Academic journal article Journal of Transpersonal Psychology

Sri Aurobindo and Transpersonal Psychology

Academic journal article Journal of Transpersonal Psychology

Sri Aurobindo and Transpersonal Psychology

Article excerpt

ABSTRACT: This article provides an overview of Sri Aurobindo's psychological thought and system of Integral Yoga Psychology (IYP). Relevant biographical and historical background is introduced, and his influence on the development of transpersonal psychology reviewed. Using Sri Aurobindo's cosmology of consciousness as a framework for transpersonal experience, IYP's model of planes of consciousness and parts of the being is explained and illustrated with quotations from Sri Aurobindo's writings. Emphasis is placed on the psychic being (soul) and overhead planes of consciousness, as these are central to IYP's psycho-spiritual method of transforming the ego. Finally, implications for transpersonal development and transpersonal therapy are formulated, and some clinical applications given.

INTRODUCTION

Sri Aurobindo (1872-1950), the noted Indian spiritual teacher, is a seminal thinker whose writings have immense value for transpersonal psychology. In addition to interpreting the "perennial philosophy" to the West in an experientially authoritative and intellectually accurate fashion, he also made original contributions to transpersonal psychology. While several important transpersonal thinkers have been influenced by Sri Aurobindo's work (including Murphy, Wilber, Cortright, and others), this journal has never undertaken a comprehensive presentation of his psychological system. The purpose of this essay, therefore, is to explain Sri Aurobindo's contributions to transpersonal psychology and provide readers with an overview to use in approaching his complex writings directly. Due to limited space, this article will be more theoretical than clinical, although clinical applications will be indicated in several places.

Biographical and Historical Background

Born Aurobindo Ghose in Calcutta, on August 15, 1872, Aurobindo was educated in England and graduated at the top of his class at Cambridge, where he studied classics and imbibed both Christianity and the paradigm of Western rationalism. Aurobindo returned to his homeland in the 1890s with the aim of fostering Indian nationalism, and as a young man helped lead the first movement for Indian independence, which was put down by the British and later resuscitated by Gandhi. In 1910, after serving a yearlong prison sentence for sedition, Aurobindo moved to Pondicherry, then in the French territory of India, where he dedicated the rest of his life to his spiritual practice and teaching.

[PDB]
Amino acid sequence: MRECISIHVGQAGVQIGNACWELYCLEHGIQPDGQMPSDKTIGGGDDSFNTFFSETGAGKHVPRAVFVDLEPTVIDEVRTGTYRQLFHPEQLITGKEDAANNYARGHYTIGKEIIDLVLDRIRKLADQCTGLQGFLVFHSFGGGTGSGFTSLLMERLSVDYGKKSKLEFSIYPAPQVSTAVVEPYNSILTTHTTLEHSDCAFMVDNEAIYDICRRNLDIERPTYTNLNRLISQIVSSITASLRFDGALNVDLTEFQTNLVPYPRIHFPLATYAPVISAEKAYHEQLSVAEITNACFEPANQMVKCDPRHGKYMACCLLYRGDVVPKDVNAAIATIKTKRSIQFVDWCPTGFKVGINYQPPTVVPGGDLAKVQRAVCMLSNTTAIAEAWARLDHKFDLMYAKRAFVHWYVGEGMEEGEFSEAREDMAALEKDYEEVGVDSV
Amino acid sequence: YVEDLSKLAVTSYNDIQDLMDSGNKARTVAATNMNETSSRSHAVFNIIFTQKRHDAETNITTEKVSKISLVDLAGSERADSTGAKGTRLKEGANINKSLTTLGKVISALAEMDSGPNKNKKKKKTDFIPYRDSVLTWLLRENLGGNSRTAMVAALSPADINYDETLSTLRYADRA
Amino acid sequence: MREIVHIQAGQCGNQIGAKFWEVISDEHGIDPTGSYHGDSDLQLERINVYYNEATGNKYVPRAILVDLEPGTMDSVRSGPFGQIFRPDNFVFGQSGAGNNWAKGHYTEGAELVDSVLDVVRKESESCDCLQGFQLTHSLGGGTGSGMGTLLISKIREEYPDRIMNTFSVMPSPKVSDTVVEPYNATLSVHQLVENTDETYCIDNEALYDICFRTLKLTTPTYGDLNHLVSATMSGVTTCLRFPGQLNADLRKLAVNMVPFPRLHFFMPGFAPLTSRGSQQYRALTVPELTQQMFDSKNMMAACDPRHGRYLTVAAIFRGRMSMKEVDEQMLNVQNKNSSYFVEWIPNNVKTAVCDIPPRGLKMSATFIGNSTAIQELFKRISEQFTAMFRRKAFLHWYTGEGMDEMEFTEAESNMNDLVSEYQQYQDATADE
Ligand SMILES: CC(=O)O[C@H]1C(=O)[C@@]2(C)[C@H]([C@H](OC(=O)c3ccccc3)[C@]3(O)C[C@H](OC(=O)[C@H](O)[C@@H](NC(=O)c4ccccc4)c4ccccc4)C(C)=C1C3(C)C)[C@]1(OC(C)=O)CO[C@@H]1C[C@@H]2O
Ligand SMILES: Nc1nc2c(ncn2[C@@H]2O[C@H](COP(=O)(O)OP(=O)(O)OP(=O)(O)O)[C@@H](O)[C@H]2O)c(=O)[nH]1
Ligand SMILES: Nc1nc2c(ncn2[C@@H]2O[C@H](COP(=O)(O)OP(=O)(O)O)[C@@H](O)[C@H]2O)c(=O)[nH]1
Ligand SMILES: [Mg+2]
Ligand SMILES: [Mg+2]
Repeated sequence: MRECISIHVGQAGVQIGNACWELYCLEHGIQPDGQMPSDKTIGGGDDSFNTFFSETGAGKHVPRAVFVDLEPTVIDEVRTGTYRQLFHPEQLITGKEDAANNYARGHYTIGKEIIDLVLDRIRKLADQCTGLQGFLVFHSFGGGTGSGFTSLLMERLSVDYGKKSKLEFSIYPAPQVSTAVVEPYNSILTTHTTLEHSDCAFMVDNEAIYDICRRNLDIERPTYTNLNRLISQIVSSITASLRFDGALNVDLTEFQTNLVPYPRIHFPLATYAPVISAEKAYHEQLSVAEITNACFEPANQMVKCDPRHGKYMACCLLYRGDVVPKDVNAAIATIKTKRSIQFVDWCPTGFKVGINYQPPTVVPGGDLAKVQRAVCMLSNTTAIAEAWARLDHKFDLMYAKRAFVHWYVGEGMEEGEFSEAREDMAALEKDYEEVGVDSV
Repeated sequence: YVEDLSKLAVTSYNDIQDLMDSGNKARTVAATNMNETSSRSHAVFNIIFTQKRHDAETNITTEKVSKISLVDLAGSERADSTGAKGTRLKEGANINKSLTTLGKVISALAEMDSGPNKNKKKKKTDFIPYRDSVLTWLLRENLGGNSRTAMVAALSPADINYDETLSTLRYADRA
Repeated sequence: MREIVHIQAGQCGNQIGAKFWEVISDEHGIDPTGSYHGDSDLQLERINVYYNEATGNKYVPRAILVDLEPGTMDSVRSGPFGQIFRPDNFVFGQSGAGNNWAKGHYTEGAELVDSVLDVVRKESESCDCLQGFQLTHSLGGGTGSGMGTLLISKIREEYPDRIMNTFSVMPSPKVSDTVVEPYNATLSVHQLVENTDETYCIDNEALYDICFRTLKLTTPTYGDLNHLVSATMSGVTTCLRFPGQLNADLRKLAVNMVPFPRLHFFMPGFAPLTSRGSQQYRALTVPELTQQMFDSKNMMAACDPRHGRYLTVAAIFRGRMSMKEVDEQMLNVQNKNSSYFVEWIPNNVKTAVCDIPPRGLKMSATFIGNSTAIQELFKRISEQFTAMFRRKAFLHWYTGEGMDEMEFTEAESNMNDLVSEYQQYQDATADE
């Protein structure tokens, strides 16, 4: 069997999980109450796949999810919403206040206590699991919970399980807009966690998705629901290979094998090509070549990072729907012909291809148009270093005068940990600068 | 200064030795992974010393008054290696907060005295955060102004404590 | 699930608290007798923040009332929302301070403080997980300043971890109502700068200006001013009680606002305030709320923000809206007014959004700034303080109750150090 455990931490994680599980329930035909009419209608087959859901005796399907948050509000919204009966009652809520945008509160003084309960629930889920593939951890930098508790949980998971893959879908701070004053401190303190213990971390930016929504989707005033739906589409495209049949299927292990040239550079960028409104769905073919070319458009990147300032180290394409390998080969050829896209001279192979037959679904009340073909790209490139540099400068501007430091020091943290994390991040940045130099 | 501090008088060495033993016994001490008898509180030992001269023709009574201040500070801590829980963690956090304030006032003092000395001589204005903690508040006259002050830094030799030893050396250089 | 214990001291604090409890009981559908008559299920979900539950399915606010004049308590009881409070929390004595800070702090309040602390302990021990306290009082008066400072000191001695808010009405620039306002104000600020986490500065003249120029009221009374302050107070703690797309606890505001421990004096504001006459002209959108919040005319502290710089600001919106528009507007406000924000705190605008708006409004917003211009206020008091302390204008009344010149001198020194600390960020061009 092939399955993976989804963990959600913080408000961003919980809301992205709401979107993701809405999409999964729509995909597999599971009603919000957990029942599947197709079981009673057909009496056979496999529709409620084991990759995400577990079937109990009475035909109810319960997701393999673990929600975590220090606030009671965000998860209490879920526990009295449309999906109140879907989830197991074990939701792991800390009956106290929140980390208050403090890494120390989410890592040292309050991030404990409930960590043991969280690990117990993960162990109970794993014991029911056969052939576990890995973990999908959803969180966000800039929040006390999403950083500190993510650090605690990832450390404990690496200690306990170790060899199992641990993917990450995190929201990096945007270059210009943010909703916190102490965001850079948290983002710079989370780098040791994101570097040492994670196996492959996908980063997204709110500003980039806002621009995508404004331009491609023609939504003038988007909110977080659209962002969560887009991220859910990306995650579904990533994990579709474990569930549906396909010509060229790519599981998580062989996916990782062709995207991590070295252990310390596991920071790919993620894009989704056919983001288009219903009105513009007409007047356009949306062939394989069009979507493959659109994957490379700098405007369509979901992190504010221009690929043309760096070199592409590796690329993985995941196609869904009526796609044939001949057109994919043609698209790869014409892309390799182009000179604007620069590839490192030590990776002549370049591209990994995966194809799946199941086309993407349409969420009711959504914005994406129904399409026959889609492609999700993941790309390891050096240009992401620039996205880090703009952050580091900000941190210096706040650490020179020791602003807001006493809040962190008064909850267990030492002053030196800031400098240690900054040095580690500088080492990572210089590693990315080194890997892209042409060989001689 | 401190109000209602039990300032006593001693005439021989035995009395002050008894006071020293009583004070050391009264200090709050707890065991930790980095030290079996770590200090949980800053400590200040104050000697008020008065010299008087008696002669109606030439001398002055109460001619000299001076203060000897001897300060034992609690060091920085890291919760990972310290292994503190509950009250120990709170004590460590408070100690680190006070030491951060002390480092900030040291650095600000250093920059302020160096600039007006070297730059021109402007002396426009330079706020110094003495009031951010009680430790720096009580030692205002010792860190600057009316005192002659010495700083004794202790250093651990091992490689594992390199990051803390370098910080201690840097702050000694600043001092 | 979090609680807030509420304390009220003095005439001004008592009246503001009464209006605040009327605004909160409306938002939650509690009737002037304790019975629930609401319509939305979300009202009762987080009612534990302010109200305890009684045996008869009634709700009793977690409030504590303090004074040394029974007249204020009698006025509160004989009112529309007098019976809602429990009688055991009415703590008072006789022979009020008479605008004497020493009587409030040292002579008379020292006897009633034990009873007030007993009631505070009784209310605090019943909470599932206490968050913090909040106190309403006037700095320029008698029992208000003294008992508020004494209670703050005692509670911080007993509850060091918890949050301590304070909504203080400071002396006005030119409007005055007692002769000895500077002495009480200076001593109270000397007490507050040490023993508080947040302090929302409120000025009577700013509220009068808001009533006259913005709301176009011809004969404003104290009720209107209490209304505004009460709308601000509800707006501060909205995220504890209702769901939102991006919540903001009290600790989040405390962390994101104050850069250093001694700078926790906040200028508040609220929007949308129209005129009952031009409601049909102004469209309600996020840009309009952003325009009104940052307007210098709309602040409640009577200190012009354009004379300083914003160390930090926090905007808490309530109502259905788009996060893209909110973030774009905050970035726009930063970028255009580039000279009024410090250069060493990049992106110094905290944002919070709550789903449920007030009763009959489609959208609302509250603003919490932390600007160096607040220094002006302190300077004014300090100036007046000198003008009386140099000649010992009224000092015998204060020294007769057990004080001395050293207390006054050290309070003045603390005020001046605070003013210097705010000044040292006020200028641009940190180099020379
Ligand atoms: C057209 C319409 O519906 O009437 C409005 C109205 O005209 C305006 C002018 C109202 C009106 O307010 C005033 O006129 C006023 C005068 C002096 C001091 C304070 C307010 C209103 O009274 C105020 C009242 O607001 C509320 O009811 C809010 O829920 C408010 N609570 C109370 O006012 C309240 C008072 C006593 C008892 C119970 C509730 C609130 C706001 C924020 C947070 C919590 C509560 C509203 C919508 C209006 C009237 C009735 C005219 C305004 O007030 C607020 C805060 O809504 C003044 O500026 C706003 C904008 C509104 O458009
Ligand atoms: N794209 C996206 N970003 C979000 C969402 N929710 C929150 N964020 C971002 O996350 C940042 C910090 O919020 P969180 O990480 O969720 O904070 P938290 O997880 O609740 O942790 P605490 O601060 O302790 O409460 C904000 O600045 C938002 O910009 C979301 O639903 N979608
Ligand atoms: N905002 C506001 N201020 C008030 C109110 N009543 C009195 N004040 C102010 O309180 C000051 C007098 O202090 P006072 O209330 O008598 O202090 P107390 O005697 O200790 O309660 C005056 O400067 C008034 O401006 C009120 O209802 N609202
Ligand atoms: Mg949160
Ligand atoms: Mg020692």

By the early 1920s, Aurobindo had gained recognition in India as an accomplished yogi, prompting the appellation of "Sri" Aurobindo (Sri is a Sanskrit term of respect given to important spiritual figures). In 1926, he founded the Sri Aurobindo Ashram, a small spiritual community, in conjunction with Mirra Alfassa (1878-1973), his French collaborator and co-teacher. Within the Ashram, Alfassa came to be called "the Mother," in accordance with how female spiritual figures are honored in India. As the Mother, she administered all of the daily functions of the Ashram and personally guided residents in their sadhana (spiritual discipline). Sri Aurobindo always considered the Mother to be his spiritual peer, and contrary to some popular misconceptions, they were never married and had no romantic liaison. At the end of her life, the Mother also founded Auroville (located a few miles north of Pondicherry), an international community that seeks to evolve a new spiritually and materially sustainable lifestyle for the 21st millennium.

By the time of Sri Aurobindo's passing in 1950, his reputation had grown international. Pearl Buck and others nominated him for the Nobel Prize in literature in 1950, and many think he would have won it had he lived. Since his passing, India has made stamps and coins in Sri Aurobindo's honor, schoolbooks remember him as a founding father of the Indian nation, his bust sits permanently in the Indian Parliament, and he has become recognized as one of the leading Indian spiritual figures of the 20th century (see Heehs, 1989, for biographical details). …

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